We know this is just campaign rhetoric emanating from the Hillary Clinton smear campaign because of how dutifully every Democrat and every mainstream media personality uses the exact same words to describe Mr. Trump. And we know that it is the height of hypocrisy by the Clinton camp given how often President Barack Obama (with Ms. Clinton as his Secretary of State) knuckled under to Mr. Putin’s demands, stretching from the “reset” fiasco, through the Syrian “red line,” through the invasion of the Crimea, through the Iran nuclear giveaway, through the Russian sale of missile technology to Iran, up to the most recent outrage where Mr. Obama’s newest Secretary of State, John Kerry caved into all of the Russian demands regarding the latest attempt at a cease fire in Syria – the net result being our abandonment of the Syrian rebels which will leave them no choice but to join ISIS after which we have agreed to attack them in conjunction with Russian and Syrian forces. What a leader we have!
Colm for Congress
Colm Willis, candidate for Congress, urged Kurt Schrader to debate him in every county in Oregon’s 5th district. Schrader has agreed to appear jointly with Willis at only two events, ignoring the voters in Polk, Lincoln, Benton, and Tillamook Counties. Schrader has been invited to appear at an event in Polk County but has failed to accept.
“I want each and every voter in congressional district 5 to be as informed as possible about the options available to them for their Representatives in Washington D.C. and I believe Kurt wants the same.” Willis continued “While I would like to do as many events as possible to reach the most voters possible, I am willing to compromise to accommodate Kurt’s busy schedule which I’m sure is full of meetings with lobbyists and special interests in D.C.” Continue reading
Dennis Richardson for Secretary of State
Oregonians share how the Secretary of State can create positive impacts for families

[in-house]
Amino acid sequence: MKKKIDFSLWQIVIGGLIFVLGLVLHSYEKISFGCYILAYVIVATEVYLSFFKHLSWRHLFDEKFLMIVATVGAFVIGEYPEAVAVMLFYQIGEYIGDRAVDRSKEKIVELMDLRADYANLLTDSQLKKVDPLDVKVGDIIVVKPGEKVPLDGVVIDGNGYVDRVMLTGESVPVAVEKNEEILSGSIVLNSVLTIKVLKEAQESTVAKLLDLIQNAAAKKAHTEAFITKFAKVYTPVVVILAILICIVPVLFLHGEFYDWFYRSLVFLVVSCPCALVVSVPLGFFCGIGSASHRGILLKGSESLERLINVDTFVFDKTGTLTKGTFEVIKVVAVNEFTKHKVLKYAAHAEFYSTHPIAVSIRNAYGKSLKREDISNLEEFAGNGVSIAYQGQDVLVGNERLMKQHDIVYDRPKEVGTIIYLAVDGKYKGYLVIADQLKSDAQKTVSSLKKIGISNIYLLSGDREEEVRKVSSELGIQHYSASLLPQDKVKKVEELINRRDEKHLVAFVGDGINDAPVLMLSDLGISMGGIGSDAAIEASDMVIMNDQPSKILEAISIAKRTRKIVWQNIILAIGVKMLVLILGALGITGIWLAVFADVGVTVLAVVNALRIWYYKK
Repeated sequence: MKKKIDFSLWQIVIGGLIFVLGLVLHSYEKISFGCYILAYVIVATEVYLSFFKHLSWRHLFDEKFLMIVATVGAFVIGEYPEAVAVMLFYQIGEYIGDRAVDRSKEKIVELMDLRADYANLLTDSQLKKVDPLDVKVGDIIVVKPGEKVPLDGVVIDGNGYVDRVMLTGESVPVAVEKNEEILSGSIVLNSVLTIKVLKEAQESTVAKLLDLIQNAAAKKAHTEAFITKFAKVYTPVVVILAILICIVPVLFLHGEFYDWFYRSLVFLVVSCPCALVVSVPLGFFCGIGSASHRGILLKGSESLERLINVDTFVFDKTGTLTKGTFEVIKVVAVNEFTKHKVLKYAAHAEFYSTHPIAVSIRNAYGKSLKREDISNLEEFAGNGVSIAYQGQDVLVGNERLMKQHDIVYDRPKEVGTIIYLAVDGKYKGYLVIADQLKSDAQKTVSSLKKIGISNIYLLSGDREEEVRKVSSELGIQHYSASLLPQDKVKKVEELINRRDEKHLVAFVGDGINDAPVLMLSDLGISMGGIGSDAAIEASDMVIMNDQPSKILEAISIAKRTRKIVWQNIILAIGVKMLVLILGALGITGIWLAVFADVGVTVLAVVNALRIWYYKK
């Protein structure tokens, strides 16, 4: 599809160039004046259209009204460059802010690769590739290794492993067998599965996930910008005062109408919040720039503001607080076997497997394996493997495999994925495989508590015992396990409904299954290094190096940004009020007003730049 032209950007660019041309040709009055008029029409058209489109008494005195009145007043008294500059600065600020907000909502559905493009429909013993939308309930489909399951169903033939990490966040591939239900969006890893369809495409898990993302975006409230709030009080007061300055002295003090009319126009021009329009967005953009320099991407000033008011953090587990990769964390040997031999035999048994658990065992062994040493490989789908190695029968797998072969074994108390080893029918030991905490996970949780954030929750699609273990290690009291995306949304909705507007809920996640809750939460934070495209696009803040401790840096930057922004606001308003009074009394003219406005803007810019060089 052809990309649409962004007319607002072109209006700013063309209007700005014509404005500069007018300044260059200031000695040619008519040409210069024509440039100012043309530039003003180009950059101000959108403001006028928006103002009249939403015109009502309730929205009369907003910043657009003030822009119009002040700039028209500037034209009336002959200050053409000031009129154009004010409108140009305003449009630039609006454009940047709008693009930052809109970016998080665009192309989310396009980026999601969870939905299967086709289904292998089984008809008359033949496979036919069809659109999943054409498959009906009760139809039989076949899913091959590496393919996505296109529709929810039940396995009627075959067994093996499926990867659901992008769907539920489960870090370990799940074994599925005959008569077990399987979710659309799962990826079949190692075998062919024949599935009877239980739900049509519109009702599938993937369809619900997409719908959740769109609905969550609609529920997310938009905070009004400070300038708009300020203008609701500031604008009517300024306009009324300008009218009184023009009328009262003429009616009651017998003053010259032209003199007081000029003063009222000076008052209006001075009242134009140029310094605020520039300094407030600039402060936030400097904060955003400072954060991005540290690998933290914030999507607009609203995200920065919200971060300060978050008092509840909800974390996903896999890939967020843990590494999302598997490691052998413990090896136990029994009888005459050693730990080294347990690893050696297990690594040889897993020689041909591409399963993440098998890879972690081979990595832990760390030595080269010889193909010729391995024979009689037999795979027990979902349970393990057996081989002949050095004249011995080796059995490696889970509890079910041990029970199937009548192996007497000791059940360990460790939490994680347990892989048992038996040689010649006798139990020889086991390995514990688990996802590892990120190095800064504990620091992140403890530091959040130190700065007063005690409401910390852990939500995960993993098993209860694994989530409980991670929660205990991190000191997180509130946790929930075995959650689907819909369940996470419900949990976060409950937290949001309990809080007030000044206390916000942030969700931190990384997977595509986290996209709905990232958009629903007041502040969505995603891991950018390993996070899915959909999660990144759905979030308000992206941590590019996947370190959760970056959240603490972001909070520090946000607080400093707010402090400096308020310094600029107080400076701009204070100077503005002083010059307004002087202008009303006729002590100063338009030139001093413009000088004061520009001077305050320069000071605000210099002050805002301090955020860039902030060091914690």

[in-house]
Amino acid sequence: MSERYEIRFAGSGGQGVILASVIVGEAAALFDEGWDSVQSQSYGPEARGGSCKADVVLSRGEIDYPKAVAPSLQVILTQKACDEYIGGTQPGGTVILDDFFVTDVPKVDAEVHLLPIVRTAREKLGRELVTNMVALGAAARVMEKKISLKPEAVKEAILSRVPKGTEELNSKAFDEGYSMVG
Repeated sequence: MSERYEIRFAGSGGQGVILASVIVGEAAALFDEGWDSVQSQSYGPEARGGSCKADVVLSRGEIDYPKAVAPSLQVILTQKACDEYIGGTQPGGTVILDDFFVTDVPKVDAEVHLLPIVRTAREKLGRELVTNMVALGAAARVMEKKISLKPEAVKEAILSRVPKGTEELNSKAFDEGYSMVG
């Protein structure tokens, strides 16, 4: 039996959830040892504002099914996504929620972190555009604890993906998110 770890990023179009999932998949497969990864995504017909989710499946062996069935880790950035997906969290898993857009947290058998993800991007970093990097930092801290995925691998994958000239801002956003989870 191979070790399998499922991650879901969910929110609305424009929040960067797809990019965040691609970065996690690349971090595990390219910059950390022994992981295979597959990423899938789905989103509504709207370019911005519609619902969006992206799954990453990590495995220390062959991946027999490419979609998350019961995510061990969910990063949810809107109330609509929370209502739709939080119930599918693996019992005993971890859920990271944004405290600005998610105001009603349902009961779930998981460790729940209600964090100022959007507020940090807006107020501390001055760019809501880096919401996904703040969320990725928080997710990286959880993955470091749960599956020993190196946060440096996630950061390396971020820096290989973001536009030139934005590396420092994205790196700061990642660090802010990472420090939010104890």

Central Point, OR – Candidate for Secretary of State Dennis Richardson yesterday launched his “From the Heart” television campaign featuring reform-minded Oregonians sharing with voters how the Secretary of State can positively impact the issues for which they advocate.
“Since the beginning of this race, I’ve been focused on how the office of Secretary of State can be used in a way to bring real reforms to the issues that are on the minds of Oregon families,” stated Richardson, a former 12-year legislator and Ways and Means Co-Chair. “When used as intended, the Secretary of State has the authority to audit failing programs like our foster care system, investigate why our public schools are low-performing, and follow-through on newly passed legislation.” Continue reading
By John A. Charles, Jr.
September 5 marked the official 30th anniversary of the opening of TriMet’s light rail system. Like many Portland residents, I took a free ride that day and felt that this was a big step forward for transit service.
Unfortunately, actual performance never lived up to the hype. My hopes for “high-speed” transit were dashed when I discovered how many stops there were. The average train speed today is only 18 MPH.
My expectation that MAX would include five or six train cars was also incorrect. There are only two cars per train on MAX, and there will never be more than two cars because Portland has 200-foot blocks in downtown. Longer trains would block busy intersections. Continue reading
by Jeff Gudman
Bureaucrats in Salem have pulled the wool over taxpayers eyes again.
The controversial Low Carbon Fuel Standard (LCFS) is quietly transforming into a secret subsidy for existing light rail and other mass transit, rather than the intended purpose of lowering emissions.
It was recently reported that officials are considering allowing existing streetcars, light rail and electric bus lines in Portland and Eugene to trade LCFS credits to gas companies.
The goal of the law was to compel fuel companies to produce cleaner gasoline. Companies who invest in refining processes that reduce carbon emission would get a “gold star” (to use a grade school metaphor) as a reward that they can then sell to companies who didn’t. Continue reading
Sen. Betsy Johnson and Sen. Tim Knopp
Salem, Ore. – Oregon’s Legislative Counsel has released a legal opinion on the constitutionality of possible Public Employees Retirement System (PERS) reforms. Of the reforms analyzed, seven were deemed likely constitutional.
Senator Betsy Johnson (D-Scappoose) and Senator Tim Knopp (R-Bend) are spearheading the Bipartisan PERS Solutions Work Group. Any Oregonian interested in pursuing fair, constitutional PERS reform is invited to participate. Invitations have also been sent to a broad, bipartisan coalition of school administrators, local government officials, and labor and business groups representing a variety of interests across the state. Continue reading